Lion's tooth

Li´on's tooth`

    (lī´ŭnz tŌth`)
1.(Bot.) See Leontodon.
Mentioned in ?
References in classic literature ?
He is a true soldier of fortune, this dent-de-lion -- this lion's tooth, as the French chefs call him.
| WHAT...flower is named after the French for lion's tooth? | WHERE...in Europe was Victor Emmanuel II the king from 1861 to 1878?
The very name dandelion (dent-de-lion) is French for lion's tooth. Anything French must be fancy.
Dandelion is a corruption of the French "dentdelion", meaning lion's tooth. Not being a leonine dentist, I can't explain why.
Which plant is named after the French phrase meaning lion's tooth because of the shape of its leaves?
Which flower derives its name from the French for 'lion's tooth'?
Dandelions are among the plants that have the most "aliases," with more than fifty ways to say "dandelion." The French named it "dent-de-lion," meaning "lion's tooth" which eventually became Anglicized as "dandelion," and as anyone will attest when trying to pull a dandelion from the ground, you'd swear these plants were gripping the ground with their teeth!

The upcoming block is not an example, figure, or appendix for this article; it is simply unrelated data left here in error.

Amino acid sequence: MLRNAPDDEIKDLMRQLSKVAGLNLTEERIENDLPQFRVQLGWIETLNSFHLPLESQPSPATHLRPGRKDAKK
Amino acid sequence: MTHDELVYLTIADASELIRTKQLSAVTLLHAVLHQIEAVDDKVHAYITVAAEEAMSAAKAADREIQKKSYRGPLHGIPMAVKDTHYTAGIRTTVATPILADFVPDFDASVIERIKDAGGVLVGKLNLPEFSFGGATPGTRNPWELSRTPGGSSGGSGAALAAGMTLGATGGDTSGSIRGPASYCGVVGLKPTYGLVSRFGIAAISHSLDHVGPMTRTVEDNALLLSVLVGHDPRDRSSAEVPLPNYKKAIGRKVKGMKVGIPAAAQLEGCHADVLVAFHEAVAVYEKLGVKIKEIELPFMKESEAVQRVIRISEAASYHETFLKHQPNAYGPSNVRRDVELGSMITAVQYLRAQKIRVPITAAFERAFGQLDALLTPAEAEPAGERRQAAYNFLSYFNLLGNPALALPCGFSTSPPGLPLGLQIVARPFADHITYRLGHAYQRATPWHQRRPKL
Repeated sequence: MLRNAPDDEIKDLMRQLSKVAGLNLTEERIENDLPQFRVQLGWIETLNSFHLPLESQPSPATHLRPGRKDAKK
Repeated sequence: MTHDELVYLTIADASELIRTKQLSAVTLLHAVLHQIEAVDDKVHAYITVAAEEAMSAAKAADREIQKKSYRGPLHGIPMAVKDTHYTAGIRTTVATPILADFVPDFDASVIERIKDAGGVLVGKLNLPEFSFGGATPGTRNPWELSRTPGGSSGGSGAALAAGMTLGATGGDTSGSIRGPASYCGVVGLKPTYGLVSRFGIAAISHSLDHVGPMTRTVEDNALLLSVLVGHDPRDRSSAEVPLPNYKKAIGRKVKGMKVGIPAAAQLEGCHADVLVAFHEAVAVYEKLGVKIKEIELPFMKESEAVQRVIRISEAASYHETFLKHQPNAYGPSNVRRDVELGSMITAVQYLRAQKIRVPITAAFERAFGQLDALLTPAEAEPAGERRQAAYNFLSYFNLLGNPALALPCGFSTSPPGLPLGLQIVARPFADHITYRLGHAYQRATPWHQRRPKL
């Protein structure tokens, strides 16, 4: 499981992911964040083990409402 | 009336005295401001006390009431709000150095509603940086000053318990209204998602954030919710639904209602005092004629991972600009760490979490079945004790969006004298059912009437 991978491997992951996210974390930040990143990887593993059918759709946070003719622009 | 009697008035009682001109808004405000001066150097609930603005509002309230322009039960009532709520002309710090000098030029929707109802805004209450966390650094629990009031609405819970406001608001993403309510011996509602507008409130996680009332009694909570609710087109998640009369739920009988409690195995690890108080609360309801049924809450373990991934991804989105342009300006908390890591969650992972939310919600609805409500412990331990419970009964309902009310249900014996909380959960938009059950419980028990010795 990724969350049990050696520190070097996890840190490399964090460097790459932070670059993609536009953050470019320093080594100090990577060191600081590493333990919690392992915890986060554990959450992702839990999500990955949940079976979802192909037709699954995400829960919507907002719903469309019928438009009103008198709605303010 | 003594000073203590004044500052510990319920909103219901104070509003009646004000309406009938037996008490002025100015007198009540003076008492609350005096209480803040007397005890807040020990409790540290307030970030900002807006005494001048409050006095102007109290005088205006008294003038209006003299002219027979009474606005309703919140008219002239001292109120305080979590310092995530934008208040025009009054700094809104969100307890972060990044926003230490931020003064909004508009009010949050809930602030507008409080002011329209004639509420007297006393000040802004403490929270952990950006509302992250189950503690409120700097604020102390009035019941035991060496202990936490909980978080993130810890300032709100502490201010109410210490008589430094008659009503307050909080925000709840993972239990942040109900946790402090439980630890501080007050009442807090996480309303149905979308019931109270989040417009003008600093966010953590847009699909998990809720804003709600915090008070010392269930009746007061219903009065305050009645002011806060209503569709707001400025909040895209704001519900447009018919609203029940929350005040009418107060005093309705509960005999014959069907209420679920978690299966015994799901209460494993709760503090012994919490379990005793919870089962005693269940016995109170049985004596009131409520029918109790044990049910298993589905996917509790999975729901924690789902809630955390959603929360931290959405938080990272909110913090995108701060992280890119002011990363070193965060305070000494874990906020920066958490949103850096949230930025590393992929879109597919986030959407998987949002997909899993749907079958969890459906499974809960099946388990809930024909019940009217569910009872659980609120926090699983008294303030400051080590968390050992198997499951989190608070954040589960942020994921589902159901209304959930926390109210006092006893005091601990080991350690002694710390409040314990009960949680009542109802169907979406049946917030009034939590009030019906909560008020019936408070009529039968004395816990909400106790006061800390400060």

The plant which gets its name from the French ``dent de lion'' (lion's tooth) which refers to its tooth-like leaves, was once highly prized as a food and a medicine.
With leaves that are sharp and jagged--like the teeth of an African lion--the dandelion gets its name from the French word 'dent de lion,' meaning "lion's tooth."
When pulled from the ground and peeled, the dandelion's root looks like a sharp lion's tooth.
A THE common name comes from the Greek word "leontodon", meaning lion's tooth. It translated into old French as "dent de lion" - tooth of the lion - which then became dandelion in English.
The narrow, jagged-lobed leaves gave the plant the French name, "dent-de-lion," or "lion's tooth." The leaves, rich in vitamins, are prized for spring salads and as a seasoning.